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One of the most honored gospel vocalists of the 1990's Dottie Peoples has been called "the gospel Patti LaBelle." She is a leader of the next generation of female gospel greats, a heritage passed down from Mahalia Jackson to Aretha Franklin to Shirley Caesar.
She was nominated for the Soul Train Lady of Soul Award and winner of the Stellar's prestigious James Cleveland Lifetime Achievement Award. Yet it is her appeal to youngsters, teens and young adults that is extraordinary among artists labeled "traditional gospel."
"Gospel has to change a bit for the new generation because young people need gospel, need to hear a word from the Lord, now more than ever. By the time I leave the stage, I want to have an impact on somebody's life."
Whether on album, video, the road, (she was the hit of the Power '98 tour), singing the National Anthem at Atlanta Hawks and Braves games or performing with the Atlanta Symphony, Dottie Peoples moves her audience with a fire, a spirit and a joy overflowing with both the power and the glory. "Any of us who sings gospel is anointed. We feel and sing from the soul. I try to make the audience feel they're a part of me. I am not shy. I'm a big talker, friendly, I meet no strangers – and on stage that all comes out."
The eldest of 10 children, Dottie Peoples was born in Dayton, Ohio, where her father worked for General Motors. "I'm the only one who sings in my family," she says, adding with a laugh. "We'll never have that Winans Family thing going." She spent her summers in Birmingham, Alabama, where her grandmother took her to church all day Sunday. "My grandmother said I'd always be sitting at the edge of the pew watching the singers. She said that when I was little I told her "I'm gonna be like Mahalia Jackson some day."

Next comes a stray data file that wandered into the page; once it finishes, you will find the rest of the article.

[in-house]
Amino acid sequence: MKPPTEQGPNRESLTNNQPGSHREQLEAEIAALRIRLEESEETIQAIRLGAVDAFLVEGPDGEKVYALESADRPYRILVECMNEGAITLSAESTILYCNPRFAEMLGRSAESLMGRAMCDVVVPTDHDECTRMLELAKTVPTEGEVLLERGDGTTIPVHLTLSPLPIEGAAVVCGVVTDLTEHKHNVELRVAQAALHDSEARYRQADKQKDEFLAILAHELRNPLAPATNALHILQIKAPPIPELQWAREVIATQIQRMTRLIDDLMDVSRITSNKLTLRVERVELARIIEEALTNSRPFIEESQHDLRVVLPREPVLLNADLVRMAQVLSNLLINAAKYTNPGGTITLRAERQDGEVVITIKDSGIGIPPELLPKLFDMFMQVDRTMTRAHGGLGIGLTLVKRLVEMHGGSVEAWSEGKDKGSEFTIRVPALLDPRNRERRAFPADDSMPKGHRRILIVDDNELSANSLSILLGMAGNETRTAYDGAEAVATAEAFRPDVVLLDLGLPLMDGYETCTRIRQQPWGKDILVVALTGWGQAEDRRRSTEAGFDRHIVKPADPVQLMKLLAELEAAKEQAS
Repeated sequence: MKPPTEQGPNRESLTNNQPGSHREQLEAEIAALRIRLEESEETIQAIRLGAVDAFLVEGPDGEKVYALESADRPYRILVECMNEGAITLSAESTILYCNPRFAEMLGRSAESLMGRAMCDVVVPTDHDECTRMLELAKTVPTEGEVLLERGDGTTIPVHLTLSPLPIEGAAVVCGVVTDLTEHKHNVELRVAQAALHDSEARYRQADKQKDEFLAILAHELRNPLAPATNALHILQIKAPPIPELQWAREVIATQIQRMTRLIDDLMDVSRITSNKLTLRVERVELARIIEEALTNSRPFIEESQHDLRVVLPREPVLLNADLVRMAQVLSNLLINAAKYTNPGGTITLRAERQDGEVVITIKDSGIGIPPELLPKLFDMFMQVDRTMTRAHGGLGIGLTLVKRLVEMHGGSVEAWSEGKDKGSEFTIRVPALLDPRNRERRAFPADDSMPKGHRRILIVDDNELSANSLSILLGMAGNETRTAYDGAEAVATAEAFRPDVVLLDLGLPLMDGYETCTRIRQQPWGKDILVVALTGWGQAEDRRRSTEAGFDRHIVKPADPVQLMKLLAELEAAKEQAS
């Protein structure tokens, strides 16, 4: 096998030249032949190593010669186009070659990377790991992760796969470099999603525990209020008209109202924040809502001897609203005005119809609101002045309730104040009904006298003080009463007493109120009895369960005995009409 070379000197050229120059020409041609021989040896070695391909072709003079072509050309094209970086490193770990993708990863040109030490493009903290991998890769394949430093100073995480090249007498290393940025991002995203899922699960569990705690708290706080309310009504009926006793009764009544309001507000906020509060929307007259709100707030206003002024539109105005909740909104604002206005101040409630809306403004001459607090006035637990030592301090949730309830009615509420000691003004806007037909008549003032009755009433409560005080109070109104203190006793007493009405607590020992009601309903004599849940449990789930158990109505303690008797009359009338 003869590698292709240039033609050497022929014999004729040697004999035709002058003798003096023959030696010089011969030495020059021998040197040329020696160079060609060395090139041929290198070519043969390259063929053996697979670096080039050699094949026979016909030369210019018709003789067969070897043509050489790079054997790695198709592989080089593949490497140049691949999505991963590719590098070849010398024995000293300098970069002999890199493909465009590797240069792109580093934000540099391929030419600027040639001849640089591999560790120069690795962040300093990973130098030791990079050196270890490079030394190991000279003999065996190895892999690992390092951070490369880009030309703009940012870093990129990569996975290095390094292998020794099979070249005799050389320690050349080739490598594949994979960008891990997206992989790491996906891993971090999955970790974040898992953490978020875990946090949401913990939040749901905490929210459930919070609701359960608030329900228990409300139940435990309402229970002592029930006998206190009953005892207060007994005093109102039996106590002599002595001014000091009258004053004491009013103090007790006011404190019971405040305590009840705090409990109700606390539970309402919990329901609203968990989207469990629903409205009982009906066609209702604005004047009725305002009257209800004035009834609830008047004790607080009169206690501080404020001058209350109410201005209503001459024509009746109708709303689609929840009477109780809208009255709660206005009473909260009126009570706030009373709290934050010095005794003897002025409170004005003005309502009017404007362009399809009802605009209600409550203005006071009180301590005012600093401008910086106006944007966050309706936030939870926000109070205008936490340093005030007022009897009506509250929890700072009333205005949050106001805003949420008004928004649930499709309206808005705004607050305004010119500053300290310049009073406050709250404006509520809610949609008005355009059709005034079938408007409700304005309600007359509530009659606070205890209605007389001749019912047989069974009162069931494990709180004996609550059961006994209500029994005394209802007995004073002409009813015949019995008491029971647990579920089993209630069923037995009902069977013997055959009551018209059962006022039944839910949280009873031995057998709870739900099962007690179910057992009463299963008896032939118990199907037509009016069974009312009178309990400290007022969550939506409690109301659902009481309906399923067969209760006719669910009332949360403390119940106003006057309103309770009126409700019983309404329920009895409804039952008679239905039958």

Dottie Peoples sang in the high school concert choir, in her church choir; anywhere she could sang. Blessed with a vocal range from earthly to angelic, alto to tenor to soprano, she would have joined legendary gospel singer Dorothy Norwood's group right after high school, but her mother wouldn't let her go on the road. A couple of years later, however, she did briefly tour with Norwood, and with Shirley Caesar. Finally, she left home when she sneaked away to join a jazz ensemble led by organist Groove Holmes. "I didn't want my Mom to know I was singing that kind of music," she says. For five years, she performed at America's top jazz clubs.
When she married, she stopped performing and moved with her then-husband to Atlanta. But she couldn't stay away too long from singing. Working at Salem Baptist Church, Peoples talked the pastor into starting a record label. "Rev. Dr. Jasper Williams, Jr., was known for preaching but I saw he had another talent too, and so I encouraged him to sing." In the late 70's, Dottie Peoples became general manager of Church Door Records, and produced albums for the pastor, the church choir, and her first two solo efforts: "Surely God Is Able" (1984) and "Is It Worth It All" (1987).
In 1990, she began hosting, directing and producing "The Dottie Peoples' Showcase," a popular gospel program on Atlanta radio's WAOK (until 1996). In 1991, she signed with Atlanta International and, the same year, "Live at Salem Baptist Church," including the poignant "Hold On," earned Dottie Peoples her first Stellar nomination, for Best Female Solo Performance – Traditional.